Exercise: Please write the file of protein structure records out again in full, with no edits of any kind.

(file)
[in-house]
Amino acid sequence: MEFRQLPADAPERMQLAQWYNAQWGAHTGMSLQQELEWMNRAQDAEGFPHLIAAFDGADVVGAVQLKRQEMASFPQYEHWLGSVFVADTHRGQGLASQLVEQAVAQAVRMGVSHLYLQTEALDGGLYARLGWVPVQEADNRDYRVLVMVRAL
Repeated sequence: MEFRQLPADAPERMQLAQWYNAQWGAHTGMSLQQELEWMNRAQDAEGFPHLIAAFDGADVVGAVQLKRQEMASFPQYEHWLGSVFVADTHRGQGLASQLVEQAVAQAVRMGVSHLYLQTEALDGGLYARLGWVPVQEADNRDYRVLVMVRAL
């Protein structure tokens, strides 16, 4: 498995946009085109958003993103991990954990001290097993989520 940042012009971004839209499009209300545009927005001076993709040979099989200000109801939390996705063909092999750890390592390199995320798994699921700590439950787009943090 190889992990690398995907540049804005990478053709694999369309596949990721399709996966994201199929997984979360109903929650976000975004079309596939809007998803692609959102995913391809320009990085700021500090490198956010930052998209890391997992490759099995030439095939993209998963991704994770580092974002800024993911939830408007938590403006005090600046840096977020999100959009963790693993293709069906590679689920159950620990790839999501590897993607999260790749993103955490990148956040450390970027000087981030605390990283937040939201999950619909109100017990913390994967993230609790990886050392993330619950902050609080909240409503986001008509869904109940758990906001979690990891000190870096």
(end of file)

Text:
[in-house]
Amino acid sequence: MEFRQLPADAPERMQLAQWYNAQWGAHTGMSLQQELEWMNRAQDAEGFPHLIAAFDGADVVGAVQLKRQEMASFPQYEHWLGSVFVADTHRGQGLASQLVEQAVAQAVRMGVSHLYLQTEALDGGLYARLGWVPVQEADNRDYRVLVMVRAL
Repeated sequence: MEFRQLPADAPERMQLAQWYNAQWGAHTGMSLQQELEWMNRAQDAEGFPHLIAAFDGADVVGAVQLKRQEMASFPQYEHWLGSVFVADTHRGQGLASQLVEQAVAQAVRMGVSHLYLQTEALDGGLYARLGWVPVQEADNRDYRVLVMVRAL
């Protein structure tokens, strides 16, 4: 498995946009085109958003993103991990954990001290097993989520 940042012009971004839209499009209300545009927005001076993709040979099989200000109801939390996705063909092999750890390592390199995320798994699921700590439950787009943090 190889992990690398995907540049804005990478053709694999369309596949990721399709996966994201199929997984979360109903929650976000975004079309596939809007998803692609959102995913391809320009990085700021500090490198956010930052998209890391997992490759099995030439095939993209998963991704994770580092974002800024993911939830408007938590403006005090600046840096977020999100959009963790693993293709069906590679689920159950620990790839999501590897993607999260790749993103955490990148956040450390970027000087981030605390990283937040939201999950619909109100017990913390994967993230609790990886050392993330619950902050609080909240409503986001008509869904109940758990906001979690990891000190870096």